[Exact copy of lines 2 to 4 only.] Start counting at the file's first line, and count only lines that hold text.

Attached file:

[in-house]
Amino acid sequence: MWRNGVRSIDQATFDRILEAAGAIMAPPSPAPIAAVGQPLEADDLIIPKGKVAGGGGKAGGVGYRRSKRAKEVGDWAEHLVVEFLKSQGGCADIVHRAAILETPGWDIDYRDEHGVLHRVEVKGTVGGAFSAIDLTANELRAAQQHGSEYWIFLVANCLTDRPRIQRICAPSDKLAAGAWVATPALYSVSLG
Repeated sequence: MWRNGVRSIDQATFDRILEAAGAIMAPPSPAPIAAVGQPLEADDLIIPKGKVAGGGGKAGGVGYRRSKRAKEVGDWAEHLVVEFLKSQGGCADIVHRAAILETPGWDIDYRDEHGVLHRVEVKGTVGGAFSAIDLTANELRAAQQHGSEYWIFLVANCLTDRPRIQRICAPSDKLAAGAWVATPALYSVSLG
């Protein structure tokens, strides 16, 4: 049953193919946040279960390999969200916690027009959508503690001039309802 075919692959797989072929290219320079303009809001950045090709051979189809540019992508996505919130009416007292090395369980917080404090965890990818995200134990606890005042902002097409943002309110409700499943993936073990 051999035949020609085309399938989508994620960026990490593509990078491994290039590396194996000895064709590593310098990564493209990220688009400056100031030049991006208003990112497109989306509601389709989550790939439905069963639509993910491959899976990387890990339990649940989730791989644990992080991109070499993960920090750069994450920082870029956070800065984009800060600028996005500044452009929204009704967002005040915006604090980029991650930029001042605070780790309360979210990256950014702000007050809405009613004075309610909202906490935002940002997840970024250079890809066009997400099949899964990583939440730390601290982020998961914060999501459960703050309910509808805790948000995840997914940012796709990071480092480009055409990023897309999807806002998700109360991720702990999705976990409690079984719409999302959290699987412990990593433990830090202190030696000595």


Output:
Amino acid sequence: MWRNGVRSIDQATFDRILEAAGAIMAPPSPAPIAAVGQPLEADDLIIPKGKVAGGGGKAGGVGYRRSKRAKEVGDWAEHLVVEFLKSQGGCADIVHRAAILETPGWDIDYRDEHGVLHRVEVKGTVGGAFSAIDLTANELRAAQQHGSEYWIFLVANCLTDRPRIQRICAPSDKLAAGAWVATPALYSVSLG
Repeated sequence: MWRNGVRSIDQATFDRILEAAGAIMAPPSPAPIAAVGQPLEADDLIIPKGKVAGGGGKAGGVGYRRSKRAKEVGDWAEHLVVEFLKSQGGCADIVHRAAILETPGWDIDYRDEHGVLHRVEVKGTVGGAFSAIDLTANELRAAQQHGSEYWIFLVANCLTDRPRIQRICAPSDKLAAGAWVATPALYSVSLG
């Protein structure tokens, strides 16, 4: 049953193919946040279960390999969200916690027009959508503690001039309802 075919692959797989072929290219320079303009809001950045090709051979189809540019992508996505919130009416007292090395369980917080404090965890990818995200134990606890005042902002097409943002309110409700499943993936073990 051999035949020609085309399938989508994620960026990490593509990078491994290039590396194996000895064709590593310098990564493209990220688009400056100031030049991006208003990112497109989306509601389709989550790939439905069963639509993910491959899976990387890990339990649940989730791989644990992080991109070499993960920090750069994450920082870029956070800065984009800060600028996005500044452009929204009704967002005040915006604090980029991650930029001042605070780790309360979210990256950014702000007050809405009613004075309610909202906490935002940002997840970024250079890809066009997400099949899964990583939440730390601290982020998961914060999501459960703050309910509808805790948000995840997914940012796709990071480092480009055409990023897309999807806002998700109360991720702990999705976990409690079984719409999302959290699987412990990593433990830090202190030696000595």